Di Giovanna Grillo 2012
The Di Giovanna family produces wines and extra virgin olive oil in Sambuca di Sicilia, in the province of Agrigento, and in Contessa Entellina, province of Palermo. The company is run by Aurelio and Barbara Di Giovanna and their sons Gunther and Klaus. The property covers almost 100 hectares and consists of 56 hectares of vineyards, 13 of olive groves, wheat fields and forests.
The five family estates (Miccina, Gerbino, Paradiso, San Giacomo and Fiuminello) are found in the small DOC of Contessa Entellina and Sambuca di Sicilia, in the heart of Terre Sicane.
The Miccina, Gerbino and Paradiso vineyards are located at an average altitude between 350 and 480 meters above sea level, in the Contessa Entellina area.
The San Giacomo and Fiuminello vineyards (680-830 masl) climb the slopes of Monte Genuardo and surround the winery. The new vineyards, after careful micro-climatic studies, were planted by choosing international and native varieties. The white varieties include Chardonnay, Grillo and Viognier. The red ones: Nero d'Avola, Nerello Mascalese and Syrah.
A large, geographically and climatically diverse island, just off the toe of Italy, Sicily has long been recognized for its fortified Marsala wines. But it is also a wonderful source of diverse, high quality red and white wines. Steadily increasing in popularity over the past few decades, Italy’s fourth largest wine-producing region is finally receiving the accolades it deserves and shining in today's global market.
Though most think of the climate here as simply hot and dry, variations on the sun-drenched island range from cool Mediterranean along the coastlines to more extreme in its inland zones. Of particular note are the various microclimates of Europe's largest volcano, Mount Etna, where vineyards grow on drastically steep hillsides and varying aspects to the Ionian Sea. The more noteworthy red and white wines that come from the volcanic soils of Mount Etna include Nerello Mascalese and Nerello Cappuccio (reds) and Carricante (whites). All share a racy streak of minerality and, at their best, bear resemblance to their respective red and white Burgundies.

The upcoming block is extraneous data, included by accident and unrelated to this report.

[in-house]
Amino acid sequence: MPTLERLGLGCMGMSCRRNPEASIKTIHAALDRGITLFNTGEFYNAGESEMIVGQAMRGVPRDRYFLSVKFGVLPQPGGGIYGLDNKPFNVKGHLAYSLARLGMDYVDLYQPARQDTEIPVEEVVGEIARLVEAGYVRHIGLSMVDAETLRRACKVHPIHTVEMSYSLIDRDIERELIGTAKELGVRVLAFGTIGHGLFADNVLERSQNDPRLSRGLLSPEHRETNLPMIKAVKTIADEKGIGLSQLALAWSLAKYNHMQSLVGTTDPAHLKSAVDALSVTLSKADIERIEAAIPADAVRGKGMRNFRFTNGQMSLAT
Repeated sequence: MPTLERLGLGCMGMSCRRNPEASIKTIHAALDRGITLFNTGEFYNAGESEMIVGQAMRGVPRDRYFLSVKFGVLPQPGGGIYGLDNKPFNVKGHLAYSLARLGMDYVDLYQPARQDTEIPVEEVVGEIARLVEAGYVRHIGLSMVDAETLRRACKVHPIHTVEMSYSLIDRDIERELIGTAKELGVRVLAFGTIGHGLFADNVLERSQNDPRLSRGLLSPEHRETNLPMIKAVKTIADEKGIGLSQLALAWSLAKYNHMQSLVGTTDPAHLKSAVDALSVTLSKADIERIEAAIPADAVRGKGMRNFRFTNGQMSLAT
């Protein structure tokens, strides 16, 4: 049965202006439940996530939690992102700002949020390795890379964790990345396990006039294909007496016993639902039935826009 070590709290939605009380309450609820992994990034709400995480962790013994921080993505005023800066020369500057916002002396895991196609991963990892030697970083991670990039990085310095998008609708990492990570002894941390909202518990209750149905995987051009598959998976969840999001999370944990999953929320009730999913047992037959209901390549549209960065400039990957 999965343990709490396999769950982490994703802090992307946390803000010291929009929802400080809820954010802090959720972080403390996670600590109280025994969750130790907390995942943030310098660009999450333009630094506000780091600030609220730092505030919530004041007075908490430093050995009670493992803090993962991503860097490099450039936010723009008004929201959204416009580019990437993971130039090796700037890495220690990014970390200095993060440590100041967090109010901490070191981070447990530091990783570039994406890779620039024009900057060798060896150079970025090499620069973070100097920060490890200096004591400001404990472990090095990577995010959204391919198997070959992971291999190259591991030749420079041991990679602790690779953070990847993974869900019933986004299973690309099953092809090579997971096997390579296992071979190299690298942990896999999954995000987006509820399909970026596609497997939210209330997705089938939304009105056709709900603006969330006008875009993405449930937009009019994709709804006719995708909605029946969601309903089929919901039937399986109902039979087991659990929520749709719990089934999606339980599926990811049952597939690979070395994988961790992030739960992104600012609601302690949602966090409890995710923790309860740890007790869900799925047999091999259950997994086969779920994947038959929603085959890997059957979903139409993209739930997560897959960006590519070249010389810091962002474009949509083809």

Nero d’Avola is the most widely planted red variety, and is great either as single varietal bottling or in blends with other indigenous varieites or even with international ones. For example, Nero d'Avola is blended with the lighter and floral, Frappato grape, to create the elegant, Cerasuolo di Vittoria, one of the more traditional and respected wines of the island.
Grillo and Inzolia, the grapes of Marsala, are also used to produce aromatic, crisp dry whites. Pantelleria, a subtropical island belonging to the province of Sicily, specializes in Moscato di Pantelleria, made from the variety locally known as Zibibbo.
Full-bodied and delicately aromatic, Grillo is one of Sicily’s most valued white grape varieties. While it is an important ingredient in Marsala, it also makes a delicious dry white wine on its own. It is a natural cross of Sicily’s indigenous Catarratto with Muscat of Alexandria and typically grows in bush vines. Its best versions are plentiful in fruit such as tropical fruits, white peach or bitter citrus and express aromas of elderflower, mint, or fresh herbs.